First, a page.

In the 1970s sitcom, Rising Damp, a number of individuals rented rooms from a bad tempered but laid back landlord with barely a contract between them. These days, Rigsby’s cavalier attitude toward being a landlord would most likely land him in hot water with both his tenants and the law as requirements for landlords continue to evolve and become more stringent.
It’s great to save some money by doing your own DIY, but there are some jobs that really should be left to the professionals. So what could you try yourself? Here are five DIY jobs you might want to take on, and five others to leave to the experts.
With margins on buy-to-let getting tighter, and agents threatening to ramp up their fees now that they can't charge as much to the tenant, many landlords will be gazing gloomily at their accounts and wondering whether it's time to do a bit more work and save a lot of money.
Whether you’ve been renting for many years or you’re planning on renting your first home, there are a number of things you need to be aware of. Here are five things that you might not know about renting.
Even the most enthusiastic DIY landlord will recognise that some bits of property maintenance are best left to the professionals, and gas is right at the top of that list. In fact, getting a professional to handle the gas safety in your rental property isn’t just a good idea – it’s also a legal requirement.
The Deregulation Act 2015 is a vast tract of legalese that clarified, modernised and generally cleaned up old, redundant or inadequate legislation. It covers everything from road racing and the sale of alcoholic chocolates to the management of child trust funds and the quantities in which you’re permitted to sell knitting yarn.
Of all the routine hazards present in housing, gas is one of the most notorious. Fortunately for both tenants and landlords, there are very clear and straightforward rules in place to make sure everyone’s kept safe.
Maybe you’re moving in with your other half, or maybe you can afford to get a new place without selling the old one. Whatever the reason, letting out your flat can be a great way to boost your income, but there are a few things worth knowing before you take the plunge and become a Landlord.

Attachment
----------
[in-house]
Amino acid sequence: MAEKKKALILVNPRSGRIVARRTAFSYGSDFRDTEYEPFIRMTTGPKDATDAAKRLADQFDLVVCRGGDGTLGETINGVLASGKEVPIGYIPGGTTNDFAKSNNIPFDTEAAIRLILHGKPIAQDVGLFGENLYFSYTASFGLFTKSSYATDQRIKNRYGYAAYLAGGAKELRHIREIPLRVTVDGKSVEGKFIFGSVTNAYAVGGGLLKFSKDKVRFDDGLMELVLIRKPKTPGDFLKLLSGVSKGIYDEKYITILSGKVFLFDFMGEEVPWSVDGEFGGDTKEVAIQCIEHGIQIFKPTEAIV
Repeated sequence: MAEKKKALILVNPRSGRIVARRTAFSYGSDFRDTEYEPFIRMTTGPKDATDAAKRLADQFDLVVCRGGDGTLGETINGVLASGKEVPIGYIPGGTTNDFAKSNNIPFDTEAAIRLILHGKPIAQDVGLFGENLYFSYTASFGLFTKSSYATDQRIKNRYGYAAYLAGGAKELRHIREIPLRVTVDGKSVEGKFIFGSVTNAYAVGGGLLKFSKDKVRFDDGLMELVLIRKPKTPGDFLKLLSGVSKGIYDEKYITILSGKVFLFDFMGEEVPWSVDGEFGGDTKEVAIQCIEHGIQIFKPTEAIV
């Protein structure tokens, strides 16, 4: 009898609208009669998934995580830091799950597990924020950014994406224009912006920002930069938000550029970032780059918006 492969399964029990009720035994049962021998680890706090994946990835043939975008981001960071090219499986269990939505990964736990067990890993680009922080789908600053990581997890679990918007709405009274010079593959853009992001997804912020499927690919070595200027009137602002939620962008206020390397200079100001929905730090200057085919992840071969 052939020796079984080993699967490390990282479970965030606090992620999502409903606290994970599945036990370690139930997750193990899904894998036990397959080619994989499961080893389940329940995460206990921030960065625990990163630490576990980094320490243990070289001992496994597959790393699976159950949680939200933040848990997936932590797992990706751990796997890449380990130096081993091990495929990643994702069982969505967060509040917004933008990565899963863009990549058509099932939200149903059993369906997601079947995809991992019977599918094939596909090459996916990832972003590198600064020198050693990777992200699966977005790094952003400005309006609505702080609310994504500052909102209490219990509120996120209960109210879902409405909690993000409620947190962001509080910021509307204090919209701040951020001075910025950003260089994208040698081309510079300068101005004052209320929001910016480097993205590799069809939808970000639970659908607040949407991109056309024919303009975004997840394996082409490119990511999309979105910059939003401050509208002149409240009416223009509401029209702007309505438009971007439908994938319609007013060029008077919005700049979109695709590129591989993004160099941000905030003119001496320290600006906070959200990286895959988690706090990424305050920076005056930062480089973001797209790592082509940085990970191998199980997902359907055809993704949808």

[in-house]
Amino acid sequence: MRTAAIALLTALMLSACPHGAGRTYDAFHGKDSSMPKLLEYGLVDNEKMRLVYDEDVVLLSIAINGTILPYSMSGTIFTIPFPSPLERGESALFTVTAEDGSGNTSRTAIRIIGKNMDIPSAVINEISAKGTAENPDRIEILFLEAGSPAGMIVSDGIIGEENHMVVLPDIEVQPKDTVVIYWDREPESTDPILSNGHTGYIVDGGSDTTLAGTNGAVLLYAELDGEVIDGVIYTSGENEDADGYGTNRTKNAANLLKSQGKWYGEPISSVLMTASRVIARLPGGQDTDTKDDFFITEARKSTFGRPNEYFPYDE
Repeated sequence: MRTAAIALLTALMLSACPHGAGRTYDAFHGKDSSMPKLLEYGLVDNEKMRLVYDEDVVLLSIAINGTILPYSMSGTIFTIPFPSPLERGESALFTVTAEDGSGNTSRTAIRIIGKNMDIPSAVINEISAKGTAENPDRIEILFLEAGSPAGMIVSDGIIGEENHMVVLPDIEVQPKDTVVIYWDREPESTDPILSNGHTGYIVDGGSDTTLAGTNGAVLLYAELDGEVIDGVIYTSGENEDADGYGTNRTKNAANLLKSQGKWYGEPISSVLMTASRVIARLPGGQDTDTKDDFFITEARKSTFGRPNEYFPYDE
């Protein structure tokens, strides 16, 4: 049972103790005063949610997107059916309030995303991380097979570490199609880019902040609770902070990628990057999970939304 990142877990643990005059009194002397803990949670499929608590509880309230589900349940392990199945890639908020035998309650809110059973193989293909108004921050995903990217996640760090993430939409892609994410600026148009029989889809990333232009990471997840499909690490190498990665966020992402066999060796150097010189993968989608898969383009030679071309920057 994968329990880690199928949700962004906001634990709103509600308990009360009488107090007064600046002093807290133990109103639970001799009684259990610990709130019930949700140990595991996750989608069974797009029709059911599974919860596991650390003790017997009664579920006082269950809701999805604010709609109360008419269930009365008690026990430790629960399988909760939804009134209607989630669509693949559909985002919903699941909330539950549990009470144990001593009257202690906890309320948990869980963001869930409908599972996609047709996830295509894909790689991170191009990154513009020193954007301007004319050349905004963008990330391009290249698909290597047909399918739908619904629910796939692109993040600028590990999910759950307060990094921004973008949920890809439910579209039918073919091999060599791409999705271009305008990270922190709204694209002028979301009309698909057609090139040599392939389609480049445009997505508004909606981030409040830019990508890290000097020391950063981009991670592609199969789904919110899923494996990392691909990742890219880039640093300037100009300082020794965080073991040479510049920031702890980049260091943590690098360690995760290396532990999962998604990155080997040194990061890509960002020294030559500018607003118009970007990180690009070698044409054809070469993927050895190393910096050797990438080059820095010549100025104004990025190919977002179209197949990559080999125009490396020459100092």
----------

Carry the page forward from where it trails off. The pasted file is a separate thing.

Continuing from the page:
Landlords have many responsibilities, and providing a safe property for tenants to live in is right at the top of the list.
The restrictions on movement imposed last week were among the strictest ever seen in the UK, and unfortunately they were also quite vague. There has been a good deal of guidance issued, some of it conflicting, and landlords are understandably confused about how their maintenance obligations are affected.
In relation to domestic gas a Landlord is anyone who rents out a property that they own under a lease that is shorter than 7 years or under a licence (Gas Safety Regulations 1998)
What does Gas Safety Mean?
Gas Safety means that every appliance in rented accommodation must be checked by a registered and qualified engineer to ensure the appliance is safe for the Tenant to use.
For this weeks article on where to buy idyllic property we have returned to the home counties and what seems like a million miles from last weeks destination of Cornwall.
Becoming a landlord isn’t an easy decision. There are a lot of things you should do and a number of legal requirement you must perform. If you’re unsure of what they are and want to be sure you’re fulfilling all your legal obligations, it would be helpful if there was a handy checklist or post that includes all the information you need. Luckily, we’ve created just the thing to help ensure you’re doing everything you need to in order to conduct your business within the law. And, also, to provide a safe home for your tenants.
Finally, a piece of legislation that actually benefits landlords is coming into force!
Everyone wants the best quality workmanship, but no one wants to pay the highest rates. At the same time, no one wants to end up with a ‘cowboy builder’ either – having to replace everything they do wrong could easily end up being even more expensive!
One of the most exciting bits of letting out your flat or investing in a buy-to-let property is sitting down with your calculator and the rental estimates to work out how much money you might make.
A recent court case has highlighted the importance of serving gas safety certificates correctly. While things turned out in the landlord’s favour on this occasion, it shows how much of a headache these seemingly minor administrative duties can cause if landlords don’t carry them out to the letter.
Your tenant is likely to have an assured shorthold tenancy if; you are a private landlord, the tenancy began on or after 28th February 1997.
If you are looking for a rental property you’ve likely to be signing an assured shorthold tenancy (AST) agreement if; your landlord is a private landlord, if your tenancy began on or after 28th February 1997 or if the house or flat is let as separate accommodation and is your main home. There is several things you should consider before you sign this agreement.